Using learner diaries to explore learner relations to knowledge on an English for General Academic Purposes pre-sessional

  • Susie Cowley-Haselden University of Northampton (staff) Coventry University (PhD student)

Abstract

Knowledge, in the sense of explicit knowledge about language or about subject content, is becoming increasingly foregrounded in the research and practice of English for Academic Purposes (EAP).  Although EAP has traditionally been blind to knowledge, focusing instead on language and skills development (Monbec, 2018), EAP courses are well placed to make explicit to students legitimated language practice AND legitimated knowledge practice. This paper reports on a study that used diaries to make knowledge practices more visible with a group of 25 EAP pre-sessional postgraduate learners. Legitimation Code Theory (LCT) was used to develop a translation device to enable the analysis of the learner diaries. The data reveals that foregrounding knowledge helps focus learners on knowledge, making their acquisition of it more visible. This in turn develops learners into more valorised knowers in a UK HE context.  The study has implications for future practice in English for General Academic Purposes (EGAP) in particular, and EAP more widely.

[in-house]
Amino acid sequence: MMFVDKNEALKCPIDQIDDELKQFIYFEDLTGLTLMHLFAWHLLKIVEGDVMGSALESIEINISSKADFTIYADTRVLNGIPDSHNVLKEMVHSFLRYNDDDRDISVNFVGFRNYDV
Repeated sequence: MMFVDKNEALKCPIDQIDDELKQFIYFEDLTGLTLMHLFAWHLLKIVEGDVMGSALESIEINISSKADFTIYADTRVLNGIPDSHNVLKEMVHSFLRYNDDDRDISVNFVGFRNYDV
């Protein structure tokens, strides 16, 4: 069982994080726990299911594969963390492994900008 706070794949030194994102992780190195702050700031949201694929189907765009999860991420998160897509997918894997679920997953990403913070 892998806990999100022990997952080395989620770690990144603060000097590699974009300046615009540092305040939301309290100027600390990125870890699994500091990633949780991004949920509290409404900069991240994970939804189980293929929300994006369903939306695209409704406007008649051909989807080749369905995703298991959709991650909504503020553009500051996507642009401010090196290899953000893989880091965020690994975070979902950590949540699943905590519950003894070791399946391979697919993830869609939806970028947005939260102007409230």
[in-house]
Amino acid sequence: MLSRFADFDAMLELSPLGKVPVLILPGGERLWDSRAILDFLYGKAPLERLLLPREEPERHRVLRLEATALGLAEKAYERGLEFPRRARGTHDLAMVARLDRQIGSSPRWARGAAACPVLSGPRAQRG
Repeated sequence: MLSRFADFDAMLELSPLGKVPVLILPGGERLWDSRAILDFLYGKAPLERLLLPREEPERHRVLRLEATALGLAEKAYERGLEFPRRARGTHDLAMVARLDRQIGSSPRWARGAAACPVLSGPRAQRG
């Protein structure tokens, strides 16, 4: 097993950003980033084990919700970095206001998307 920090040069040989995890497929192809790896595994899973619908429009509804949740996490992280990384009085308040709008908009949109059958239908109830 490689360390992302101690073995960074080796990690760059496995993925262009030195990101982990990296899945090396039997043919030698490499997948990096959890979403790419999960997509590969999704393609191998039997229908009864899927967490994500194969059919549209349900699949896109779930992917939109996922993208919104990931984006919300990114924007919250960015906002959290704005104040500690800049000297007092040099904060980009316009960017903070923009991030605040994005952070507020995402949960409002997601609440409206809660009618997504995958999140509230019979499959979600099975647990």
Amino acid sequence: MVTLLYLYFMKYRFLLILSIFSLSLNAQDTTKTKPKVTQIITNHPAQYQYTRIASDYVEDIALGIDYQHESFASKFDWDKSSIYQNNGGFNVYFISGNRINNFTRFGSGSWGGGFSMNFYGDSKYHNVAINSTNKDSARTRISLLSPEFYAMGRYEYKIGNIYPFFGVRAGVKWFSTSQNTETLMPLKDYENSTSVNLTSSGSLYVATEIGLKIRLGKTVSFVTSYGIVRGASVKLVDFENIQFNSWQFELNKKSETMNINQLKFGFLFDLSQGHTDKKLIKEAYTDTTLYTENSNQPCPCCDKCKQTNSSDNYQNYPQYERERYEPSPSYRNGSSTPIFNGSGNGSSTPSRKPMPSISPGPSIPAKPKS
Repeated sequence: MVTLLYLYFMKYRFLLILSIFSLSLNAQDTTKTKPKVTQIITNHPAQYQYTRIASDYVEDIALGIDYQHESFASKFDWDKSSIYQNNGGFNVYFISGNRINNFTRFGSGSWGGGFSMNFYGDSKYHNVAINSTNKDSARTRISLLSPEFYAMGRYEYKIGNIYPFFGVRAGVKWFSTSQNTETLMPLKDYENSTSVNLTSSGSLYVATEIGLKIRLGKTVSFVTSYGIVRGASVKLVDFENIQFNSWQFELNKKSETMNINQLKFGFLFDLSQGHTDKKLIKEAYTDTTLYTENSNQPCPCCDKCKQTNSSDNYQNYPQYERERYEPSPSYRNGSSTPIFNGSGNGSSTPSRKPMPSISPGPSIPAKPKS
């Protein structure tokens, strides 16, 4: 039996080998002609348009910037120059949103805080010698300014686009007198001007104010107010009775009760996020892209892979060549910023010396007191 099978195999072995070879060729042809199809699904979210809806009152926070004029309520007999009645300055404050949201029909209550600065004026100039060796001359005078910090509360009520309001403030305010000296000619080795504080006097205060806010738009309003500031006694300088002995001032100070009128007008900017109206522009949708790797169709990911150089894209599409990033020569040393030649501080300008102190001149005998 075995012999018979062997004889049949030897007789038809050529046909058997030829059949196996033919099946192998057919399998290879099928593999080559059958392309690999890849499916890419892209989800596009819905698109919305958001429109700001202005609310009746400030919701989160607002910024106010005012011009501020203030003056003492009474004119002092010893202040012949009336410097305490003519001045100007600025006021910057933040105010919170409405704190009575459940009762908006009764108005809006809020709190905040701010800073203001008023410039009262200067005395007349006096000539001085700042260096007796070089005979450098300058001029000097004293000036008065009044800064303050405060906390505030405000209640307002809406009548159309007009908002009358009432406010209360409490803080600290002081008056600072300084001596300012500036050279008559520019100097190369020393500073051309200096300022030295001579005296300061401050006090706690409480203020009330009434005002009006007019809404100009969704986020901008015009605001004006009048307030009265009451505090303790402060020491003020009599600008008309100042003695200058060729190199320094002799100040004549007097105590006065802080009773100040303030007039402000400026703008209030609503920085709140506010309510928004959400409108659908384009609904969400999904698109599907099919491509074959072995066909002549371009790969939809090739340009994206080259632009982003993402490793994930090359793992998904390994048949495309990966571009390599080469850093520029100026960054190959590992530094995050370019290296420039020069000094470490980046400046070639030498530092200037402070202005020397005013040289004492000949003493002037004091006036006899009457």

Author Biography

Susie Cowley-Haselden, University of Northampton (staff) Coventry University (PhD student)
Senior Lecturer in English for Academic Purposes in department of Educational Linguistics
Published
2020-06-20
How to Cite
Cowley-Haselden, S. (2020). Using learner diaries to explore learner relations to knowledge on an English for General Academic Purposes pre-sessional. Journal of Academic Language and Learning, 14(1), 15-29. Retrieved from https://journal.aall.org.au/index.php/jall/article/view/615
Section
Research Articles